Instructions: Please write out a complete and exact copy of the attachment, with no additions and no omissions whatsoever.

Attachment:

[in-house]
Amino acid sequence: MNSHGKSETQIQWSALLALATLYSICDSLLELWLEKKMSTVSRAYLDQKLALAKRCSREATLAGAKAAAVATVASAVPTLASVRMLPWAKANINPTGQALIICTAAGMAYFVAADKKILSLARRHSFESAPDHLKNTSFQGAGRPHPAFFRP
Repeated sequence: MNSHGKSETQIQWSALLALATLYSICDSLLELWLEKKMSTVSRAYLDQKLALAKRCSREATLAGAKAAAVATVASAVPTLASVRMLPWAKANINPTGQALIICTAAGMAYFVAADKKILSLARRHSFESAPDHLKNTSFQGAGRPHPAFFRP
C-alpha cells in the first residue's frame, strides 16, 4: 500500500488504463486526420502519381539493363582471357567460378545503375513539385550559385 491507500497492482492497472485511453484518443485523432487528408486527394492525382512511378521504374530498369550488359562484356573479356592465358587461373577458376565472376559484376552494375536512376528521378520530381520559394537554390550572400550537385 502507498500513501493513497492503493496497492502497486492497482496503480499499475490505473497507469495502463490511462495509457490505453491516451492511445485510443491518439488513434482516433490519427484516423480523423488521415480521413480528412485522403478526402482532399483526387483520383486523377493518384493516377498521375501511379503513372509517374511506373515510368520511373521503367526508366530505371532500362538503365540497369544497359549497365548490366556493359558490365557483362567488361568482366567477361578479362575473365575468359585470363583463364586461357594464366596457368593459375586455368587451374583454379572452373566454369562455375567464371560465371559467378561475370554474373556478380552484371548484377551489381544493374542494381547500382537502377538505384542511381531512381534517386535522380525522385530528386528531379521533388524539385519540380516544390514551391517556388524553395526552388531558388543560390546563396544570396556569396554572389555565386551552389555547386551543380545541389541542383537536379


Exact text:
[in-house]
Amino acid sequence: MNSHGKSETQIQWSALLALATLYSICDSLLELWLEKKMSTVSRAYLDQKLALAKRCSREATLAGAKAAAVATVASAVPTLASVRMLPWAKANINPTGQALIICTAAGMAYFVAADKKILSLARRHSFESAPDHLKNTSFQGAGRPHPAFFRP
Repeated sequence: MNSHGKSETQIQWSALLALATLYSICDSLLELWLEKKMSTVSRAYLDQKLALAKRCSREATLAGAKAAAVATVASAVPTLASVRMLPWAKANINPTGQALIICTAAGMAYFVAADKKILSLARRHSFESAPDHLKNTSFQGAGRPHPAFFRP
C-alpha cells in the first residue's frame, strides 16, 4: 500500500488504463486526420502519381539493363582471357567460378545503375513539385550559385 491507500497492482492497472485511453484518443485523432487528408486527394492525382512511378521504374530498369550488359562484356573479356592465358587461373577458376565472376559484376552494375536512376528521378520530381520559394537554390550572400550537385 502507498500513501493513497492503493496497492502497486492497482496503480499499475490505473497507469495502463490511462495509457490505453491516451492511445485510443491518439488513434482516433490519427484516423480523423488521415480521413480528412485522403478526402482532399483526387483520383486523377493518384493516377498521375501511379503513372509517374511506373515510368520511373521503367526508366530505371532500362538503365540497369544497359549497365548490366556493359558490365557483362567488361568482366567477361578479362575473365575468359585470363583463364586461357594464366596457368593459375586455368587451374583454379572452373566454369562455375567464371560465371559467378561475370554474373556478380552484371548484377551489381544493374542494381547500382537502377538505384542511381531512381534517386535522380525522385530528386528531379521533388524539385519540380516544390514551391517556388524553395526552388531558388543560390546563396544570396556569396554572389555565386551552389555547386551543380545541389541542383537536379